Review

Trio play out of their skins

  • Reading time • 4 minutes
  • More like this

Review: University of Western Australia & Tura New Music, Armadillo ·
University of Western Australia, 16 July ·
Review by Jonathan W. Marshall ·

A percussion trio led by American Robyn Schulkowsky has performed one of the concerts of the year as part of the international Gender Diversity in Music and Art Conference at the University of West Australia.

The Australian premiere of Schulkowsky’s 30-year-old work Armadillo is the first of three evening performances over the four-day conference  this week, in addition to a wide range of academic discussions about historic female artists, contemporary queer music, and feminist sound art.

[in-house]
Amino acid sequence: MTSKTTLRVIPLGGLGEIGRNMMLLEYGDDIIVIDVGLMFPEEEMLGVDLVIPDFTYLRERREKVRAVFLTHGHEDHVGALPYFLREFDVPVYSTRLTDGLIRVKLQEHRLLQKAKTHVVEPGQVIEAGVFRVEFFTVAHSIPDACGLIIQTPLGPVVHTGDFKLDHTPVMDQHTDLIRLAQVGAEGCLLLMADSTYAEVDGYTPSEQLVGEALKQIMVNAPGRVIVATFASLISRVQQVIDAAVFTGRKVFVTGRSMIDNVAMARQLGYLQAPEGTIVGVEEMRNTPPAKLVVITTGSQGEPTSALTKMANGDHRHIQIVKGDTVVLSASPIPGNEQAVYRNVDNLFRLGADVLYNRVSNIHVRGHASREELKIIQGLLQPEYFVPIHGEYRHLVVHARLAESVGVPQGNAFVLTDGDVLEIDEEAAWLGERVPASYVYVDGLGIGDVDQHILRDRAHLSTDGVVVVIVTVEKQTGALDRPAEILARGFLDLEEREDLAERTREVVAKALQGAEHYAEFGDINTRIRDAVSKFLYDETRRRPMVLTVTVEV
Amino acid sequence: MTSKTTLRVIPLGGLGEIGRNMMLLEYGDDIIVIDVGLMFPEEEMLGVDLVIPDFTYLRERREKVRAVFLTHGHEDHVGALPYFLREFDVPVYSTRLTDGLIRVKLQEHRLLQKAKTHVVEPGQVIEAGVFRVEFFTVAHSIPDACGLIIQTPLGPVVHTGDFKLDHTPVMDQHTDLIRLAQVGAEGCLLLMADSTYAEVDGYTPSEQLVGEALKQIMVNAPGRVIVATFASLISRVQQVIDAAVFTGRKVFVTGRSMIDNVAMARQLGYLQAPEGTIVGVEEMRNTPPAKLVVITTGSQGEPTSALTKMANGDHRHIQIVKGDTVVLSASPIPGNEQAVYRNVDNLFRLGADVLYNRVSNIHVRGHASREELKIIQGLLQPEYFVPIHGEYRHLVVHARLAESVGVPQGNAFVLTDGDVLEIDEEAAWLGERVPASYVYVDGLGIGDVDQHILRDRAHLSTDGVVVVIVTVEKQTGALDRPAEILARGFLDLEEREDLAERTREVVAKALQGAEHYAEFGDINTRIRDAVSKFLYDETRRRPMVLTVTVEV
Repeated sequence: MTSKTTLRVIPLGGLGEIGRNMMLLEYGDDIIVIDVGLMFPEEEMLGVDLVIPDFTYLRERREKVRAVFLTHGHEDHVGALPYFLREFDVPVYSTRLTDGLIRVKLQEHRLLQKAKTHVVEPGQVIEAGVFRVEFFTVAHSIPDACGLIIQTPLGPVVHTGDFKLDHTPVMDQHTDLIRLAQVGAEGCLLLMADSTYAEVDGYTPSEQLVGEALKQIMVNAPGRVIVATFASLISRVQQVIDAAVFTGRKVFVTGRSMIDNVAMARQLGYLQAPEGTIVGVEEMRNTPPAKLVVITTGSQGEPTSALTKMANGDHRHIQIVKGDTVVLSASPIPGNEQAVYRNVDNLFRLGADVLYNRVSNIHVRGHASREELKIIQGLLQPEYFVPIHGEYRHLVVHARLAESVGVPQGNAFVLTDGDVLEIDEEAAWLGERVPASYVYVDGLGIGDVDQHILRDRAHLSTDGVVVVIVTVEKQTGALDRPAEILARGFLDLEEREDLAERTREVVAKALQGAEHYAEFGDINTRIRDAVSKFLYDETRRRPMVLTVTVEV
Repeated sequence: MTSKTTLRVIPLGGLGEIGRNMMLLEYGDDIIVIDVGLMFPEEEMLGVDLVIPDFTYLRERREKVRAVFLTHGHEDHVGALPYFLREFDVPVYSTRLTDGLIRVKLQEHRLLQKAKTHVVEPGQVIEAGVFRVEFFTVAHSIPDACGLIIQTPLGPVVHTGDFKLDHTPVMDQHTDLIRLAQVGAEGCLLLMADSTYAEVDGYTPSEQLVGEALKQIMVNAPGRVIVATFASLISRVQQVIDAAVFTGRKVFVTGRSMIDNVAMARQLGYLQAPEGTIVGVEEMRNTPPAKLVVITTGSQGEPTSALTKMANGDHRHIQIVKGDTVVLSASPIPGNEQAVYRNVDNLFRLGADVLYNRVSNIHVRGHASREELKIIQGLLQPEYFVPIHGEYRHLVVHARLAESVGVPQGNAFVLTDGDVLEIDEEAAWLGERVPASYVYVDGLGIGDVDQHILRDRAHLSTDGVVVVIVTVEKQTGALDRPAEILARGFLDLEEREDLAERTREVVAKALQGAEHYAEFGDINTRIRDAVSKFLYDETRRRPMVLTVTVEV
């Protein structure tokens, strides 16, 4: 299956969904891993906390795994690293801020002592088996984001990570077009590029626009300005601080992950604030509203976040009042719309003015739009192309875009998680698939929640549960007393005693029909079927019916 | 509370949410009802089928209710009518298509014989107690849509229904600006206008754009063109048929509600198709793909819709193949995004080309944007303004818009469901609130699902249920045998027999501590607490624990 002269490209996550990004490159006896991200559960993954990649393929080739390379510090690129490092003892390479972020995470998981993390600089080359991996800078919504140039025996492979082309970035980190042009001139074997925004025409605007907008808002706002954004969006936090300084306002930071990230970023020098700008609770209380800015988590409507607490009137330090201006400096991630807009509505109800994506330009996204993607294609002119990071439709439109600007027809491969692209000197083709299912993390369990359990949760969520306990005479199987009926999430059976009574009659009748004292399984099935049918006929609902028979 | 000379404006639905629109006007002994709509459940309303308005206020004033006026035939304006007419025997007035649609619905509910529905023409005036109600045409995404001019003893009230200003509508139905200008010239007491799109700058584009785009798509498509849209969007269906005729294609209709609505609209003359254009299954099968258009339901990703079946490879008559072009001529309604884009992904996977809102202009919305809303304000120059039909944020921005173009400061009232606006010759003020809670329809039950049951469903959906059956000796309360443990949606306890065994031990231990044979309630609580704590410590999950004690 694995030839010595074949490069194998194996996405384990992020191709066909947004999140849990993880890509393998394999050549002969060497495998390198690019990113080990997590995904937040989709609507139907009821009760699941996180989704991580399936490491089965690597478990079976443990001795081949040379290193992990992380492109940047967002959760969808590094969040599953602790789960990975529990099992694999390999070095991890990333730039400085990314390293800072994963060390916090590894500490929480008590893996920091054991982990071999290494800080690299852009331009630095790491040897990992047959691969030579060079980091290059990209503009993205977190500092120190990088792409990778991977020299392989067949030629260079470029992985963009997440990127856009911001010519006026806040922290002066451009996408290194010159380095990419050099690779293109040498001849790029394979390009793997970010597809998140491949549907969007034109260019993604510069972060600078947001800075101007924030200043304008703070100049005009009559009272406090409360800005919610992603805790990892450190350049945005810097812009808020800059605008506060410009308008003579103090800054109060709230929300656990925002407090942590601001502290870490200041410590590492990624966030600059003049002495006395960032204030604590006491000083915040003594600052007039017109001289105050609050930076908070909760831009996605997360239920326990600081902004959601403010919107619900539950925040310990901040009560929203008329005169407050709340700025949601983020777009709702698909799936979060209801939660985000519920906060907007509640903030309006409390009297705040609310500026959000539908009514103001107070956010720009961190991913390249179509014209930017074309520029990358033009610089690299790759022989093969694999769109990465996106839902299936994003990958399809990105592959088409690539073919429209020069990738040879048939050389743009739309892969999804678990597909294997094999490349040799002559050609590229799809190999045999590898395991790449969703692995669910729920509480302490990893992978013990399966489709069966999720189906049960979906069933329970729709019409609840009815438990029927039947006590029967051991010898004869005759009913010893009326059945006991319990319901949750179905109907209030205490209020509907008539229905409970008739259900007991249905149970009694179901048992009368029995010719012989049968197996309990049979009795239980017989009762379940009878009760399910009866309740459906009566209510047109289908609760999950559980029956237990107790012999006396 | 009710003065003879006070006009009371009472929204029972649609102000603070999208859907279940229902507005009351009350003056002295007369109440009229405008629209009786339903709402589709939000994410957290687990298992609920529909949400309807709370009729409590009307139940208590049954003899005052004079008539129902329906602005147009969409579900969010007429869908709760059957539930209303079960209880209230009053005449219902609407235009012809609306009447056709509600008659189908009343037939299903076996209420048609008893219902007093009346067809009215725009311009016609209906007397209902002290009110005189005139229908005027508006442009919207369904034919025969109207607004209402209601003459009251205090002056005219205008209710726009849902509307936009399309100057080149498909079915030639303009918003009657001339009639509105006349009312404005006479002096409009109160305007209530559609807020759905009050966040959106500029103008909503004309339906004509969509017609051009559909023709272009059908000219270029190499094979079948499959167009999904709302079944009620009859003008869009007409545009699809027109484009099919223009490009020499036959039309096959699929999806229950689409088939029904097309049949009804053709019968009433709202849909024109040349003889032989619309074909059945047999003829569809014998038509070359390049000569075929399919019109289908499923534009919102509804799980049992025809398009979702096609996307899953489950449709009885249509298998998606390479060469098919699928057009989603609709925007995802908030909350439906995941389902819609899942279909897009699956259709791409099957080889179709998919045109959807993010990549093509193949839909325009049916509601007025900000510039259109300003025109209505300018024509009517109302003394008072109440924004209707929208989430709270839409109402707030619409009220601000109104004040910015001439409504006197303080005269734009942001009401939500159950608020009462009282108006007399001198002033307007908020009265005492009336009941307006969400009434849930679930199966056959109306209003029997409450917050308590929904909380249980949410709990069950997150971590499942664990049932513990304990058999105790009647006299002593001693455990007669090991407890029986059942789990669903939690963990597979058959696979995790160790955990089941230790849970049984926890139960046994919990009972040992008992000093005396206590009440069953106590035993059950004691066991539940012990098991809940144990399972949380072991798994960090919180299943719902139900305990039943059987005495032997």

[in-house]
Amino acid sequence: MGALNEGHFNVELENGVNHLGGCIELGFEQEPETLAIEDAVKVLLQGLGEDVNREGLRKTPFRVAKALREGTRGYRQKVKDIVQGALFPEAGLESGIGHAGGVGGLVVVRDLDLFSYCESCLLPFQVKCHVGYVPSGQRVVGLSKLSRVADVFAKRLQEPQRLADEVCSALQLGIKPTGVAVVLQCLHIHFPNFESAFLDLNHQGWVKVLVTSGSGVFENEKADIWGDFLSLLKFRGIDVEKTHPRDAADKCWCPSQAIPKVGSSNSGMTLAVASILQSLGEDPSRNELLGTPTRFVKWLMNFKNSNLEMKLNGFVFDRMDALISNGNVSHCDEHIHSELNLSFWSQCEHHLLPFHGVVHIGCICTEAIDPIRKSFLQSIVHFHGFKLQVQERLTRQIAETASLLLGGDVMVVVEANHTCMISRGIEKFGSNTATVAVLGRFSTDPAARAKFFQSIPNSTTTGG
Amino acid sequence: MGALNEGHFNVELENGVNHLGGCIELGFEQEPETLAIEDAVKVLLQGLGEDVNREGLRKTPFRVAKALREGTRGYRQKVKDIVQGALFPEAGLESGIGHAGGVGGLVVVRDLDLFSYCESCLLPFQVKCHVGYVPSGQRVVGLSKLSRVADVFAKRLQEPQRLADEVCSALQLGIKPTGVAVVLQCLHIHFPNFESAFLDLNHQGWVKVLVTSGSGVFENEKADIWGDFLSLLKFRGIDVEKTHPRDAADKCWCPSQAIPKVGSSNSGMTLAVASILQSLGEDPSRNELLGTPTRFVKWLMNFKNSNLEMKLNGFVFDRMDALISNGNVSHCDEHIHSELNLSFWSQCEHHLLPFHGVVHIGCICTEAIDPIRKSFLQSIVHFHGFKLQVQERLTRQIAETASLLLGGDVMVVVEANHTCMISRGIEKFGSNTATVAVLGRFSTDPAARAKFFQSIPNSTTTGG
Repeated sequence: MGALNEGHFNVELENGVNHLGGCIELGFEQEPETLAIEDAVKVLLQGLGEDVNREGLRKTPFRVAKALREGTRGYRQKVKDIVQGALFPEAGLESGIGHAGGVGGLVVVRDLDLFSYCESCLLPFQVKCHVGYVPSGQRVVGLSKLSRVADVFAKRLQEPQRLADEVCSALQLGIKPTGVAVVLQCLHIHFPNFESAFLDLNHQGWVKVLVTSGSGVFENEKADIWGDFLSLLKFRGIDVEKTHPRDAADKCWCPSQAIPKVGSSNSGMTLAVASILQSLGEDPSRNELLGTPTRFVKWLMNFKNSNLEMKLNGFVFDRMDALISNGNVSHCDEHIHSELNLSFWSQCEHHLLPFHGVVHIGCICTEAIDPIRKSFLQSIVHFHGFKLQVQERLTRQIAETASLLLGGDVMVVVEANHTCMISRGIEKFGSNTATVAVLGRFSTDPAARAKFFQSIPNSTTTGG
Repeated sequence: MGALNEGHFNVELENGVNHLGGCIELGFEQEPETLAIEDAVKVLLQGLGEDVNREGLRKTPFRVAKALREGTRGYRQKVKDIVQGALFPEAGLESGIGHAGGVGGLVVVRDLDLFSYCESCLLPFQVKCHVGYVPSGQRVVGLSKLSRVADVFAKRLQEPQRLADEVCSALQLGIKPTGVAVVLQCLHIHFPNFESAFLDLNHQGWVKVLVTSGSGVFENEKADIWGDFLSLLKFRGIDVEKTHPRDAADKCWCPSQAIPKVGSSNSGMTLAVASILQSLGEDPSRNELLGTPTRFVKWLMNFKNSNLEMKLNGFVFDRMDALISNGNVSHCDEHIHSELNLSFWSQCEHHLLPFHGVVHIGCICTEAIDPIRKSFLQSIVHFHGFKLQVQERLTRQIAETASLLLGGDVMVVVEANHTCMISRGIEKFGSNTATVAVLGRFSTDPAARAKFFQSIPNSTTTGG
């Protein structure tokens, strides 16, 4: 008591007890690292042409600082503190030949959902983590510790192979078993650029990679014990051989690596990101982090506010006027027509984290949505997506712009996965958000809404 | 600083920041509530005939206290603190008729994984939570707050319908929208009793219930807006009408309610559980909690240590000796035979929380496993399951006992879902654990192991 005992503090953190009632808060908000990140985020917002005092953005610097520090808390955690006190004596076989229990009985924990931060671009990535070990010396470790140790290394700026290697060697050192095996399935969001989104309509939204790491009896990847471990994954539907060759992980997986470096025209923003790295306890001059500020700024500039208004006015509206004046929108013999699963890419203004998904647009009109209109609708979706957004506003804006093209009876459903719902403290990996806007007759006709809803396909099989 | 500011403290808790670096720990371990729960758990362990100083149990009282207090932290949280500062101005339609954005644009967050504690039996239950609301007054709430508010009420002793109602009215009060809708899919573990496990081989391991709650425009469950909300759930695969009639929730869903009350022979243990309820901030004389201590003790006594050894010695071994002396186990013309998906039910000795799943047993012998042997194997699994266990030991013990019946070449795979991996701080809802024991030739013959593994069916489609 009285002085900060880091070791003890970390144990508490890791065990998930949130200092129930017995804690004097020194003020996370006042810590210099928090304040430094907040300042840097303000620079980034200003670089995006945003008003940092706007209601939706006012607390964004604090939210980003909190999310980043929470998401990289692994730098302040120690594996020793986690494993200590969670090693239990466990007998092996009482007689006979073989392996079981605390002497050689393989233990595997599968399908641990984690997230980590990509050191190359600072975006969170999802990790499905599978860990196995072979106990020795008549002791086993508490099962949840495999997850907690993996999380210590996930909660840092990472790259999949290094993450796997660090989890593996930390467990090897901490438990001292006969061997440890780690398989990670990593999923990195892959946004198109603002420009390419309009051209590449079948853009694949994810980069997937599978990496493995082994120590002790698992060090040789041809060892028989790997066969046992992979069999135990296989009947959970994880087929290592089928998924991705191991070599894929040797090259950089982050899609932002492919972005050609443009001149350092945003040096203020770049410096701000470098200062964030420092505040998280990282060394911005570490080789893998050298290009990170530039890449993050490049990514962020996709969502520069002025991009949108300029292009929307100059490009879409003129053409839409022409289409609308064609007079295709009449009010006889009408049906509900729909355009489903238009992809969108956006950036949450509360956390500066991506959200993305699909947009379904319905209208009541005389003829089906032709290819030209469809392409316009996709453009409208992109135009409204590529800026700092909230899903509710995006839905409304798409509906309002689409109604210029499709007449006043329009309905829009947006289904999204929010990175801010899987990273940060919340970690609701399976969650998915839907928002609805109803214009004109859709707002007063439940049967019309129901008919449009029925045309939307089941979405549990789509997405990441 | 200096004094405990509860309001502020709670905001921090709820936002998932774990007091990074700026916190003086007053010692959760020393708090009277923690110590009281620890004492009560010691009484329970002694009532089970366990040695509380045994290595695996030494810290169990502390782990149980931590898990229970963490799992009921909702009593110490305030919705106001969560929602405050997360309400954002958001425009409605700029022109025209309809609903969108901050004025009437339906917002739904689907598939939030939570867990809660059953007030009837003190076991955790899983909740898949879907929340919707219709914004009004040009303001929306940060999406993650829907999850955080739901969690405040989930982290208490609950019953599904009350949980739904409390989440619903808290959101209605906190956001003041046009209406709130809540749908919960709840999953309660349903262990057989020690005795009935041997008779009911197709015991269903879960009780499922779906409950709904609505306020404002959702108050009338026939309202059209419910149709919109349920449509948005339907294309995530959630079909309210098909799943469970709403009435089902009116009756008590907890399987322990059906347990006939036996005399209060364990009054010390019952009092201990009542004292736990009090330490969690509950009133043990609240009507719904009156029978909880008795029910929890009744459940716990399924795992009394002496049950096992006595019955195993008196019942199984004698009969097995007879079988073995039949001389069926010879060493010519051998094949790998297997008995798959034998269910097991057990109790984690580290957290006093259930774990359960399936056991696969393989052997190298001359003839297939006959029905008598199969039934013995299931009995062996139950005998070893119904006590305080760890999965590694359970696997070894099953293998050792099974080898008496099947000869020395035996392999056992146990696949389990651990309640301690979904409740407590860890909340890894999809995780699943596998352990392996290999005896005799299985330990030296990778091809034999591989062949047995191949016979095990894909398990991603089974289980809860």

Two more concerts round out the conference performance program at the the UWA Conservatorium of Music, presented by UWA and Tura New Music. Decibel new music ensemble, led by Cat Hope, offers a survey of compositions by contemporary Australian female composers as part of its 10th anniversary (Decibel 10 at 10) on July 18. Queensland percussionist Vanessa Tomlinson closes the conference with a performance in the UWA Tropical Garden on July 19.

Schulkowsky is a veteran of the US and German experimental scene, having worked with Christian Wolff, Morton Feldman, and many others, principally in the role of performer/interpreter. In devising Armadillo, she was inspired partly by Mayan calendrical cycles and numerological groupings.

As performed by Schulkowsky with Tomlinson and UWA head of percussion Louise Devenish, Armadillo is a mercurial, endlessly surprising work. Small, semi-detached rhythmical items rest within other inconsistent, larger groupings, which intermittently break out, or cause the piece to morph in time signature and/or sonic texture.